Local company pays over $37,000 in overtime to employees after USDOL probe
Pago Pago, AMERICAN SAMOA — For failure to pay overtime to more than 120 current and former workers as required by federal labor law, Purse Seine Samoa Inc., has paid more than more $37,000 to the affected workers, according to the US Department of Labor (USDOL).
Samoa News learned early last week about the investigation over unpaid overtime to several employees carried out by a USDOL investigator — and that the investigation was completed with checks to be handed out to affected employees around 5p.m. last week Thursday.
Around 4:30 p.m, Thursday, Samoa News staff observed a long line of people — believed to be employees — around the Purse Seine Samoa purse seiner net yard area — on the main dock near to the oil dock — which is visible from the main road, and located behind the ECE Building in Utulei.
It was also observed at the time, a woman was sitting at a table next to the fenced facility, as people were lined up, and picking up what appeared to be envelopes.
At least two people — one current employee and the other a family member of a current employee — claimed that checks were being handed out to employees as a result of the federal labor investigation.
Samoa News reached out last Friday morning to the USDOL San Francisco Regional Office and sought responses to several questions. Samoa News also identified, in the email questions to USDOL, the name of the USDOL investigator for this case.
Regarding the findings into the federal investigation of non-payment of overtime, San Francisco Regional Office public affairs director Leo Kay said 129 current and former employees of Purse Seine Samoa “were paid $37,957.60 in back wages due to the firm's failure to pay the mandatory overtime premium for work in excess of 40 hours in a workweek as required by the Federal Fair Labor Standards Act.”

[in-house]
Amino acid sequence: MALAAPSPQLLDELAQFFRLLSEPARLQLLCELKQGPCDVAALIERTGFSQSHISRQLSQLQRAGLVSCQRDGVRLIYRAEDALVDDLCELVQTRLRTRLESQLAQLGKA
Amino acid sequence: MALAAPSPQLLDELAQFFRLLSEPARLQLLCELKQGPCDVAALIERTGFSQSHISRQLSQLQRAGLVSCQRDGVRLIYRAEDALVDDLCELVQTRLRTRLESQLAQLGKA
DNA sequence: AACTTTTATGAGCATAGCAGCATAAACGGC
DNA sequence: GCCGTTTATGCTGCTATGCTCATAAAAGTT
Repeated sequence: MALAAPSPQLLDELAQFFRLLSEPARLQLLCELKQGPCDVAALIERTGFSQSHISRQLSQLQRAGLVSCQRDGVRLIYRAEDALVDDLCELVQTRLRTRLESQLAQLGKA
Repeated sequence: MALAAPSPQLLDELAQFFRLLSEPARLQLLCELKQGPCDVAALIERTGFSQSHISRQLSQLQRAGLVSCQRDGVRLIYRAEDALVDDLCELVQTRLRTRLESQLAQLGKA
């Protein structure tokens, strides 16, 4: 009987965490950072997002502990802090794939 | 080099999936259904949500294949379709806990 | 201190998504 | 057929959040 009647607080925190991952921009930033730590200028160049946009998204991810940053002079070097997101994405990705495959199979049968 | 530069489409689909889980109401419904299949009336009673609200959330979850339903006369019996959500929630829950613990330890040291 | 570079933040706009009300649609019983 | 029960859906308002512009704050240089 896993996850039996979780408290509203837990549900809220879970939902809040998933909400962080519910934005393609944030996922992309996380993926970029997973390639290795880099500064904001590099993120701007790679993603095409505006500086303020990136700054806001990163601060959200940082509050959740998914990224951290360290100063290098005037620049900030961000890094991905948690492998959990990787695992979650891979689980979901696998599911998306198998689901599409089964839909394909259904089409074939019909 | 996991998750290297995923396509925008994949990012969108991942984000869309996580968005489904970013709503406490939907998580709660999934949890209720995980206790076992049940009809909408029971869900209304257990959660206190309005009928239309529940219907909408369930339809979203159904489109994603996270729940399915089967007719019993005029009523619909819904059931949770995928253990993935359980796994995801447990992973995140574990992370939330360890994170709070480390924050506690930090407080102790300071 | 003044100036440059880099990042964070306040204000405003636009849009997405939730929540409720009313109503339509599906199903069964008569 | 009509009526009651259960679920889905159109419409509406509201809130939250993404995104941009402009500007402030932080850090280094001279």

Key explained that USDOL Wage Hour Division (WHD) conducts investigations for a number of reasons, all having to do with enforcement of federal labor laws and assuring an employer's compliance.
Additionally, the WHD does not typically disclose the reason for an investigation. Many are initiated by complaints, which are all “confidential”. In the event a complaint has been filed, the name of the worker and nature of the complaint are not disclosable. “Whether a complaint exists may not be disclosed,” said Kay via email from San Francisco last Friday afternoon.
Regarding the violations identified by USDOL, Kay identified two issues, and the first is that the majority of the overtime back wages — $31,842.11 — resulted from the firm's practice of classifying its supplemental — or temporary — work force as independent contractors while paying them at least the minimum wage associated with ship maintenance of $5.41 per hour.
“The supplemental temporary workforce, which fluctuated throughout the year based on the firm's labor needs, never received their half time premium pay for their hours worked in excess of 40 in a workweek,” Kay explained.
On the second issue, three-full time workers were paid a flat guaranteed salary for all hours worked without any half time premium for their hours worked over 40 in a workweek. Total overtime back wages owed to these three non-managerial workers is $6,115.49.
Asked what steps the firm has promised USDOL to take to ensure future compliance with federal labor law, Kay said Purse Seine Samoa would no longer consider its temporary supplemental workforce as independent contractors.
“All of these workers are now considered hourly employees of Purse Seine Samoa Inc.,” said Kay. “As such, they will receive their entitlement to overtime premium pay whenever they work in excess of 40 hours in a workweek.”
Additionally, the firm has reclassified its salaried non-exempt staff as hourly workers who will receive their overtime pay entitlement when working over 40 hours in a workweek. “These workers will also have their actual hours tracked in a time keeping system rather than being paid according to a default schedule of hours worked for salaried workers,” he said.
Samoa News has learned that the company is owned by Greg Stuart, who is based in San Diego. Asked if any fines or penalties were imposed on the company and its owner, Kay said, this is the first investigation of this business by the USDOL-WHD. “There are no associated fines or penalties with this investigation,” he said.
A phone number in San Diego associated with Stuart, when contacted by Samoa News, was answered as a business line. The woman, who answered the phone, said Stuart was not available last Friday afternoon and he would probably be in Tuesday or Wednesday this week.
There was no immediately response to a phone message left at the Purse Seine Samoa office for the company’s general manager for a comment.